Response to Reply #4
5. OMG, no way???
PLEASE tell me you're kidding, right? I may be a Christian, but I, and my pastor, know that that's total bullshit! AARRRRGGGGHHHHH!!!!!!
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rzemanfl Donating Member (1000+ posts) Send PM | Profile | Ignore Tue Jan-11-05 07:00 PM
Response to Reply #5
8. Way...
It is sold in the NPS bookstore as "an alternative viewpoint." It was on one of the major media websites a while back.

How much of a historian are you? I have a Master's I earned in mid-life crisis that I never used for anything but a wall decoration.

Folks like that are giving Christians a bad name. I have been in churches and synagogues only rarely for unavoidable weddings and funerals during my 57 years, and never was bothered by Christians before Bush took office. Now I have issues...
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liberalhistorian Donating Member (1000+ posts) Send PM | Profile | Ignore Tue Jan-11-05 07:05 PM
Response to Reply #8
9. I have a bachelor's degree
in history, with a minor in sociology, and a paralegal certificate. I've been considering graduate school in history, but I have to wonder what the hell the point would be since there aren't any jobs available, either in college teaching or other areas (museums, archives, etc.). Seems to me it would be a waste of time, money, and effort. And I don't have any of those to waste, being a single parent.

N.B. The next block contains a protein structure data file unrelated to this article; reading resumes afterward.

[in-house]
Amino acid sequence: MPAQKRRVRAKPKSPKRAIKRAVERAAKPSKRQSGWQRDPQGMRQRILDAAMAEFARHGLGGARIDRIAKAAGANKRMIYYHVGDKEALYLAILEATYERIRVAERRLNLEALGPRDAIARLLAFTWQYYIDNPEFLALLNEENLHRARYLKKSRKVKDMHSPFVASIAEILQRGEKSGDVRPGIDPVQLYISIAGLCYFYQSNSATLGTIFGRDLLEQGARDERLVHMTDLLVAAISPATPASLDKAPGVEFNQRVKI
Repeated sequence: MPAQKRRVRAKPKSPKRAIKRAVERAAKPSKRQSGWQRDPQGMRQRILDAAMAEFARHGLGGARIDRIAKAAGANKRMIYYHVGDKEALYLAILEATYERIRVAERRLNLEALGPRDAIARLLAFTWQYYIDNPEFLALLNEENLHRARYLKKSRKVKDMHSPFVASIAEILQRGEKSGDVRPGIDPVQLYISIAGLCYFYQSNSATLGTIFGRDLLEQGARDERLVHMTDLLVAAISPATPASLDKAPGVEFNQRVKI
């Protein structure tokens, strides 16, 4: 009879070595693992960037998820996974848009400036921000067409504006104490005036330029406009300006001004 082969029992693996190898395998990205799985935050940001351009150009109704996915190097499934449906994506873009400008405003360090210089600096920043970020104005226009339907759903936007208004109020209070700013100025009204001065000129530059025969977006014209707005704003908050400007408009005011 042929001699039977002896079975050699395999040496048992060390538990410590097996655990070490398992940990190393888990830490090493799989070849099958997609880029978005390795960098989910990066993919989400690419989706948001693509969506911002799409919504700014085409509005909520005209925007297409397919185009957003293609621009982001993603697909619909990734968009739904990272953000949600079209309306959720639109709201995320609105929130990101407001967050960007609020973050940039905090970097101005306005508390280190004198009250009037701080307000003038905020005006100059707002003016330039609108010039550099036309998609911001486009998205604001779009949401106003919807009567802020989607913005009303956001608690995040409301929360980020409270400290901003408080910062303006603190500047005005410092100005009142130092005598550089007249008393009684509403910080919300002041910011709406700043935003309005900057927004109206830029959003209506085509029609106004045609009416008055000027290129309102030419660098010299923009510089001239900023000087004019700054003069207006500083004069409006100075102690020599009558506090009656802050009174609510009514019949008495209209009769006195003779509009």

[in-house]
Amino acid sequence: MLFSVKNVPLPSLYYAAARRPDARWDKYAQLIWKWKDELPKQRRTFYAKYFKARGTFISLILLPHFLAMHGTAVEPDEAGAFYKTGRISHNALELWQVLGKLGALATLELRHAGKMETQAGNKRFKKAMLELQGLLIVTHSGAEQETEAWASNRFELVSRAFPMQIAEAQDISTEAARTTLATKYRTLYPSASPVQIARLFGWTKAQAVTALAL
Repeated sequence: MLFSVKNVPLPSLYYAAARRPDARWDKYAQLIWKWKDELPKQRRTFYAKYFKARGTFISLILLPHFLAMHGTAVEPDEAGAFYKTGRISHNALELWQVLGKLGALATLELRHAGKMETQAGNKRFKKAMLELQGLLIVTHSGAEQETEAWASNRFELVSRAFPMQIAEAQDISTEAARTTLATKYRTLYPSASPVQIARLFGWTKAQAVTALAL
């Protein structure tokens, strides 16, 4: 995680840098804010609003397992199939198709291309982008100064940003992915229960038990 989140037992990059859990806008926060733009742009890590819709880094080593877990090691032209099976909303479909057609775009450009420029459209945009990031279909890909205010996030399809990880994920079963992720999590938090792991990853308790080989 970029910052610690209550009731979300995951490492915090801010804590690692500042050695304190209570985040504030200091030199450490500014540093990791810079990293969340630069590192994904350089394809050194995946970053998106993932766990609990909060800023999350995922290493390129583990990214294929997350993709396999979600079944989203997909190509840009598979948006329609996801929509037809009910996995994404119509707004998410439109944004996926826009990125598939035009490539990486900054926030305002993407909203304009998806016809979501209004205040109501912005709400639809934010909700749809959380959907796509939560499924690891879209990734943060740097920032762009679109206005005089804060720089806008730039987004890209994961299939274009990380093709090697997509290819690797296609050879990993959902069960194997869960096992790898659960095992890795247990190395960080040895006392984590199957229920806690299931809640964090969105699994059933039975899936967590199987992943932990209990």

People like that are, indeed, giving Christians a bad name, please don't think that all of us are like that because that's definitely not true. And I hope that, since they're selling it as an "alternative viewpoint", that they have standard scientific books for sale there as well.
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rzemanfl Donating Member (1000+ posts) Send PM | Profile | Ignore Tue Jan-11-05 07:19 PM
Response to Reply #9
11. Degree stuff
besides there being no jobs you need to be able to read two foreign languages to get into most Ph.D. programs in history. We have remarkably similar backgrounds I have a B.A. in Sociology, a M.A. in history and a J.D. but I work as a paralegal because I gave up practicing law and moved to Florida in another (later) mid-life crisis.

You are correct that they have normal explanations for the canyon's formation for sale, this book was forced on them by the powers that be. Part of this country's problem is that there are so many old farts like me who are just worried about their pensions and no longer have the courage to stand up to anybody or blow the whistle about anything.

I worry for your children and my grandchildren having to grow up in Bushworld. Best of luck to you.
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sweetheart Donating Member (1000+ posts) Send PM | Profile | Ignore Tue Jan-11-05 06:48 PM
Response to Original message
6. Good thing they screwed up the borders of the park
If they were realistic about the grandeur of the river basin, they